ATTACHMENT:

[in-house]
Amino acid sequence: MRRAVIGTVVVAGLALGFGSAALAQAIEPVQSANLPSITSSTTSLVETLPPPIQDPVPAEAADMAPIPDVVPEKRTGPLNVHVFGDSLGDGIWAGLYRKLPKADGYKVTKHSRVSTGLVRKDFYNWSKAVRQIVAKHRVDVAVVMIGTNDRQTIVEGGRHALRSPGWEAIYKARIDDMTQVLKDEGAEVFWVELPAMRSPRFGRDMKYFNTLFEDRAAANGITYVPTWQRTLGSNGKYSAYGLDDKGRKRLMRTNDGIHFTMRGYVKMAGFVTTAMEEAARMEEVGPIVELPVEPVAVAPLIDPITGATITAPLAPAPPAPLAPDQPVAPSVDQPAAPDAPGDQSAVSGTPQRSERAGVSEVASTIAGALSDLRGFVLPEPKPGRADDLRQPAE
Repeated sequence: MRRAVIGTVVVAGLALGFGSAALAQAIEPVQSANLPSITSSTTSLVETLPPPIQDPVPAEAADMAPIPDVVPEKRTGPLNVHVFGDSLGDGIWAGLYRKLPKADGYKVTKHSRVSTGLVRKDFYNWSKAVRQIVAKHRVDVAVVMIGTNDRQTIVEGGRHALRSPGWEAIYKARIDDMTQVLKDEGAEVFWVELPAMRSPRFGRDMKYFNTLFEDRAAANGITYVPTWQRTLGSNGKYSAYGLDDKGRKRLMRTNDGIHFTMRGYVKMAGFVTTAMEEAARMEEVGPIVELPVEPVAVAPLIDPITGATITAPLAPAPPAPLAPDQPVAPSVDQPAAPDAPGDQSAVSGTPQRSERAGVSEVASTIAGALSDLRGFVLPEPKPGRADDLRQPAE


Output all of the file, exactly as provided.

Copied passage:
[in-house]
Amino acid sequence: MRRAVIGTVVVAGLALGFGSAALAQAIEPVQSANLPSITSSTTSLVETLPPPIQDPVPAEAADMAPIPDVVPEKRTGPLNVHVFGDSLGDGIWAGLYRKLPKADGYKVTKHSRVSTGLVRKDFYNWSKAVRQIVAKHRVDVAVVMIGTNDRQTIVEGGRHALRSPGWEAIYKARIDDMTQVLKDEGAEVFWVELPAMRSPRFGRDMKYFNTLFEDRAAANGITYVPTWQRTLGSNGKYSAYGLDDKGRKRLMRTNDGIHFTMRGYVKMAGFVTTAMEEAARMEEVGPIVELPVEPVAVAPLIDPITGATITAPLAPAPPAPLAPDQPVAPSVDQPAAPDAPGDQSAVSGTPQRSERAGVSEVASTIAGALSDLRGFVLPEPKPGRADDLRQPAE
Repeated sequence: MRRAVIGTVVVAGLALGFGSAALAQAIEPVQSANLPSITSSTTSLVETLPPPIQDPVPAEAADMAPIPDVVPEKRTGPLNVHVFGDSLGDGIWAGLYRKLPKADGYKVTKHSRVSTGLVRKDFYNWSKAVRQIVAKHRVDVAVVMIGTNDRQTIVEGGRHALRSPGWEAIYKARIDDMTQVLKDEGAEVFWVELPAMRSPRFGRDMKYFNTLFEDRAAANGITYVPTWQRTLGSNGKYSAYGLDDKGRKRLMRTNDGIHFTMRGYVKMAGFVTTAMEEAARMEEVGPIVELPVEPVAVAPLIDPITGATITAPLAPAPPAPLAPDQPVAPSVDQPAAPDAPGDQSAVSGTPQRSERAGVSEVASTIAGALSDLRGFVLPEPKPGRADDLRQPAE